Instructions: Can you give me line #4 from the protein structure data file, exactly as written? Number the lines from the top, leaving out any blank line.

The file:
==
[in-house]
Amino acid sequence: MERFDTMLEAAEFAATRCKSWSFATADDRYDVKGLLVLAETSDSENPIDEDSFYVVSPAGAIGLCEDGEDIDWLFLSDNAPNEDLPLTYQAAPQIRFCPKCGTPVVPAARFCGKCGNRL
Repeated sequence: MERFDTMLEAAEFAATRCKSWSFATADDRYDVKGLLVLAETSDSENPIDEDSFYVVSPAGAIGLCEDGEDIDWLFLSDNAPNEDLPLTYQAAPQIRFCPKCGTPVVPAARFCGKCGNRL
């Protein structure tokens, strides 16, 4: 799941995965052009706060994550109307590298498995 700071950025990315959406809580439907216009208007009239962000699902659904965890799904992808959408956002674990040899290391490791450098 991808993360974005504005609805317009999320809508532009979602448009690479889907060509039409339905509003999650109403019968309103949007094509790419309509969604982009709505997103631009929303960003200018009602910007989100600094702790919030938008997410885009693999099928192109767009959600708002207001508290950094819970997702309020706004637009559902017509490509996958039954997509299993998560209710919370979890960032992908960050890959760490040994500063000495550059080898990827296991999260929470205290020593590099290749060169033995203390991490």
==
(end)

């Protein structure tokens, strides 16, 4: 799941995965052009706060994550109307590298498995 700071950025990315959406809580439907216009208007009239962000699902659904965890799904992808959408956002674990040899290391490791450098 991808993360974005504005609805317009999320809508532009979602448009690479889907060509039409339905509003999650109403019968309103949007094509790419309509969604982009709505997103631009929303960003200018009602910007989100600094702790919030938008997410885009693999099928192109767009959600708002207001508290950094819970997702309020706004637009559902017509490509996958039954997509299993998560209710919370979890960032992908960050890959760490040994500063000495550059080898990827296991999260929470205290020593590099290749060169033995203390991490």